E.M. "Mac" Swengel, Ph.D.

Associate Professor of Education
School of Education
United States International University
San Diego, California

  “Under One Roof”
by Edwin M. Swengel, Ph.D


When I then decided to return to graduate school and earn the degrees needed to get a respectful hearing from the professionals, my Master’s advisor was irritated at my tutoring proposal. He turned it off by curtly saying, “You haven’t seen what some of these classroom teachers can do with the right materials.” He was a textbook editor, author, and consultant. My concept even then carried a muted suggestion that classroom teachers need the help tutors can give. Not muted enough, it seemed.

When I broached it to the small staff of the village school where I taught music, one teacher—beloved and successful in her way—reproached me, almost in tears: “You’re telling us we don’t know how to teach!” The principal turned down the offer of a foundation grant to fund a proposal I’d prepared for an experiment in having upper grade students help younger ones in reading. “Too hard to administer,” he judged, with no discussion with me on how it could be managed.

When I finally got my doctorate and joined a progressive staff of a private university School of Education, I expected my professional colleagues would open-mindedly hear me out. This was in the reform-rich 1970s. But no. They had their own ideas of necessary and do-able reform, based on their own doctoral research, or because they had climbed aboard the bandwagon of the moment. (During my tenure,” sensitivity training” and “values clarification” were rolling happily along.)

My fellow profs didn’t try to shut me up or shoot down my Big Idea. They mostly just left me to do my own thing—e.g., make presentations at conferences, and try to influence my own students. But we professors were ethically and professionally responsible to prepare our novice teachers-to-be to succeed in the traditional system, based on age-graded classroom teaching and group control. Although free to speak our minds, we professors had no responsibility to challenge the system nor to offer heretical opinions about fundamentally changing it.

I have finally concluded the professionals, especially in education but also in other fields, have a special kind of ego involvement that they may feel is professionally defensible. They are the equals, more or less, of colleagues with the same or similar professional degrees and experience. So when one of their peers puts forth a proposal—especially if it has some breadth and depth and challenge to The System—unless that colleague has some clout or exalted standing in her/his field that merits a respectful hearing and is not “just one of us garden-variety profs,” the put-off (rather than outright put-down) seems to run thus (internally thought but of course unspoken): “Since I’m equal to my Friend the Great Reformer—equally smart and experienced and well-regarded and as deeply dedicated to improving education—if this is such a Great Idea, I myself would have thought of it. But since I didn’t think of it, it really can’t be such a great idea—certainly not worth my delving into arguments about.”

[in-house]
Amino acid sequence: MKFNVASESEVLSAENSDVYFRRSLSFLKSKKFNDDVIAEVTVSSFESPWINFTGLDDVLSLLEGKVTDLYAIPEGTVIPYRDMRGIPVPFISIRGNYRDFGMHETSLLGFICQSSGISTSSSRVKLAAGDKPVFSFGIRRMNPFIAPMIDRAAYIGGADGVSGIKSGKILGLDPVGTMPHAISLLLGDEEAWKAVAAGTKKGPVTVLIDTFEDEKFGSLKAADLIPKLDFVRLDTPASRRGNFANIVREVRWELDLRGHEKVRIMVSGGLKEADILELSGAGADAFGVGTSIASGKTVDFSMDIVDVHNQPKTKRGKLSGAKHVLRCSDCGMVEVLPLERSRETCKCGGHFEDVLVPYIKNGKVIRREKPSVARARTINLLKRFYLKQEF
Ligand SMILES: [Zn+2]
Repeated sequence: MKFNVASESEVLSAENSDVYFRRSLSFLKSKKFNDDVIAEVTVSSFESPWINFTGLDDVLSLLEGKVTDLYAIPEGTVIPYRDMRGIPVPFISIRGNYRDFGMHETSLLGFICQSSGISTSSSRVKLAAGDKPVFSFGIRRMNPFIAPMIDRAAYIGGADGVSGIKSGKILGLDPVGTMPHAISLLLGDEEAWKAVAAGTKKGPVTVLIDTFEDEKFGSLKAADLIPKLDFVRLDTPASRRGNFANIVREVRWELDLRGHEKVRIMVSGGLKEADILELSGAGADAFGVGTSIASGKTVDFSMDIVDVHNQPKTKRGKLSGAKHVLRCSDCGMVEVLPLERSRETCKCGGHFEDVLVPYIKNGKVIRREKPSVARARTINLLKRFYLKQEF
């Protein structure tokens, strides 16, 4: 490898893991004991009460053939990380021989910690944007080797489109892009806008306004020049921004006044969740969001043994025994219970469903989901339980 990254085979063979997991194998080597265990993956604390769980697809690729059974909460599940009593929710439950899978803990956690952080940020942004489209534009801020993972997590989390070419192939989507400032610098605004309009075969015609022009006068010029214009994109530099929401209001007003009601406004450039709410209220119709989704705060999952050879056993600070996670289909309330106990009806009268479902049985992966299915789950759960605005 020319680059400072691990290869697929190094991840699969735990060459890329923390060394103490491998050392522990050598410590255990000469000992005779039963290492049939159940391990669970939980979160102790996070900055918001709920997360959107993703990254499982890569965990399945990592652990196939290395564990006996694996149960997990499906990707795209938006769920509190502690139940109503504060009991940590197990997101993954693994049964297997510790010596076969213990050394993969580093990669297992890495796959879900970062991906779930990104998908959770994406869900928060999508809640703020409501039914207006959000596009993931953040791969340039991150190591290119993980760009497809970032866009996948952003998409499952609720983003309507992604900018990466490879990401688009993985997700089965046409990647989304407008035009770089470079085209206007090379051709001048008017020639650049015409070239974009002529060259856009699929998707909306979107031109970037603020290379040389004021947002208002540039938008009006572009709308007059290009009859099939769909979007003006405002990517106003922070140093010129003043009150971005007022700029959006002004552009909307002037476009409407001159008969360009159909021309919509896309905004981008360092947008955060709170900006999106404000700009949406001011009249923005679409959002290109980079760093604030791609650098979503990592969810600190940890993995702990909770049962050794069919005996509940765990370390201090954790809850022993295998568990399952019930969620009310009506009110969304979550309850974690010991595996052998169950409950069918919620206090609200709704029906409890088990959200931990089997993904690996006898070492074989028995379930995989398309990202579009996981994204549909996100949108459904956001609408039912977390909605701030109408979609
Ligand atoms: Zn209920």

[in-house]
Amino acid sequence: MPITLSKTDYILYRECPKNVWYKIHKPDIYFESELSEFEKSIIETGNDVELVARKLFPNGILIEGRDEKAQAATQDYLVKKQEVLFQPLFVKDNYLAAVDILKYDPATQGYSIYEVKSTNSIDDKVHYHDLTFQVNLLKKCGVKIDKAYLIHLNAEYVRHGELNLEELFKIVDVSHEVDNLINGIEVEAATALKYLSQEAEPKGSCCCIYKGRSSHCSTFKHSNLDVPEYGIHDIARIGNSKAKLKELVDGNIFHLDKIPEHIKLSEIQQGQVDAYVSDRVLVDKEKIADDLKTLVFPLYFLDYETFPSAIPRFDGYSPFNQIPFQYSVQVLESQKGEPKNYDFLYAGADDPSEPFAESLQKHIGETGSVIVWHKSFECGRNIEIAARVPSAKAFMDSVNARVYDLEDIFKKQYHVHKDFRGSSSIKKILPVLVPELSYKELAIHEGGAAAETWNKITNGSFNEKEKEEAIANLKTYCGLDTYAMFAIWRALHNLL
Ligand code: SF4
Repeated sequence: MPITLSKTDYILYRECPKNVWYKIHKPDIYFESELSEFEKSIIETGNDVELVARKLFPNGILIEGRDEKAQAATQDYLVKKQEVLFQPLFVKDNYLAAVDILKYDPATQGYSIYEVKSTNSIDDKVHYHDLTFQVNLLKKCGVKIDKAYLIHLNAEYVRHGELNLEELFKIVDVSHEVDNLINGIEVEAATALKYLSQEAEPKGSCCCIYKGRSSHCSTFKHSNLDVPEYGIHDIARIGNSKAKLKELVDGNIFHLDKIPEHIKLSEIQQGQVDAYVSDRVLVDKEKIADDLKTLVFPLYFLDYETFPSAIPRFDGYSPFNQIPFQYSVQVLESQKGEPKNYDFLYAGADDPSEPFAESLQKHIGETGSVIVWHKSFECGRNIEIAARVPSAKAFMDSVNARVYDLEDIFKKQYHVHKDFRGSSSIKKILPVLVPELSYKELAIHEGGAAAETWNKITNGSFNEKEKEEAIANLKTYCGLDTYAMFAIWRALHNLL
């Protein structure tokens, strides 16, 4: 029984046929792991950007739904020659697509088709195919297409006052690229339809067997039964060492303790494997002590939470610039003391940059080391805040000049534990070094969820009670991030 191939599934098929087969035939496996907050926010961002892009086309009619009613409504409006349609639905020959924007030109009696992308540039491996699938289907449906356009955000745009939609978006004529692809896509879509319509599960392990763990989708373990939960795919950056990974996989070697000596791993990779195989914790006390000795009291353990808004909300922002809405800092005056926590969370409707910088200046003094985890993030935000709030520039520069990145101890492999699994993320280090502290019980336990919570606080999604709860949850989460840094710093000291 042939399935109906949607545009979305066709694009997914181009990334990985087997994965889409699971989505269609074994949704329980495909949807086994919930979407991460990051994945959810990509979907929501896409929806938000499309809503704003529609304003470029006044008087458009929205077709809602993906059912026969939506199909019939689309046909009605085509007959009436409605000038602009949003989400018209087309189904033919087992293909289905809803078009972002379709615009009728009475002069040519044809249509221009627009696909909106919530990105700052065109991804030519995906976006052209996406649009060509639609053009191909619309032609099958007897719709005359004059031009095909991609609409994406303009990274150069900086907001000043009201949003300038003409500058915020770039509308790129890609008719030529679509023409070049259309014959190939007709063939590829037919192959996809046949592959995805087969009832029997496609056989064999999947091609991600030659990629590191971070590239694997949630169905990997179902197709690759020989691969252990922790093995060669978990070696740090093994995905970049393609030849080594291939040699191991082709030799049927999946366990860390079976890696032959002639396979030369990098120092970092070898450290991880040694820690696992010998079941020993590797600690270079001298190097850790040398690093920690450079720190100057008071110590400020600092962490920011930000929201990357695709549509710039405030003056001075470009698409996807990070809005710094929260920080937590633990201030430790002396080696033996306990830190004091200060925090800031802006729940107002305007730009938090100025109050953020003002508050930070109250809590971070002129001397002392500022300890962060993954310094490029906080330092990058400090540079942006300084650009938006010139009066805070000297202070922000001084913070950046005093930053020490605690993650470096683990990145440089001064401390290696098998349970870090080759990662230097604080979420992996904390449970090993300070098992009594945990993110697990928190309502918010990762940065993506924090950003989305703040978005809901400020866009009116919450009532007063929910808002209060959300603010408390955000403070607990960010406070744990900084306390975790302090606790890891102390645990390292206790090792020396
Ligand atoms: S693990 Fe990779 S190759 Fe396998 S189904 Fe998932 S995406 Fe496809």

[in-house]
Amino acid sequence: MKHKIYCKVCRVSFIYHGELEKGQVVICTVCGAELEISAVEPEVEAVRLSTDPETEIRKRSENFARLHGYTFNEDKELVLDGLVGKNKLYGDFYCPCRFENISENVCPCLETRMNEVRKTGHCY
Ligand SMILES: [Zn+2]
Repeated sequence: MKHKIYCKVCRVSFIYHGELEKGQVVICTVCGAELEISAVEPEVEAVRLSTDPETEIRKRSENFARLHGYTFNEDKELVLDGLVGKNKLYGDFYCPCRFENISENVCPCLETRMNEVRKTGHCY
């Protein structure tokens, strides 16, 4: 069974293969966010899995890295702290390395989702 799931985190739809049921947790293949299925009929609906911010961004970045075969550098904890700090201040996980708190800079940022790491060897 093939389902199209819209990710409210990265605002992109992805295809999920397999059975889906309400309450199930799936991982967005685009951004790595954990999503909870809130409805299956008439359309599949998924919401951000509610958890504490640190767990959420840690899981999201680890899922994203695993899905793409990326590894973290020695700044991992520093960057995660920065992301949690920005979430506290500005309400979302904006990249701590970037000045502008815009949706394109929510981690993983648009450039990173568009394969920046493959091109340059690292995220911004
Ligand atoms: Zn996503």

I have no supporting data for this, but I suspect that more brain-stretching is done through reading than by personal contacts with reformers. This is partly because written material is usually better organized than oral explanation, especially in informal conversation. And also because the personality and mannerisms and style of delivery of the Passionate Reformer may interfere with their conversants’ ability to concentrate on the content—to focus on the Message, not the Messenger. This isn’t as likely to be a critical factor when listening to a group lecture, especially if one voluntarily attends it. Although authors may wish to appeal personally to their readers, that is incidental to getting the written message across, which depends primarily on its cognitive clarity and logically reasoned argument.

Written material that potential supporters of a Cause may read and ponder, without having to relate personally to the Proposer, is essential to successful grassroots campaigns. Well-written pamphlets and books have a long and impressive history of offering Ideas that Change the World.


Treatise - Parts:  1  2  3  4  5  6  7  8  9  10  11  12 



Copyright © 2021 by E.M Swengel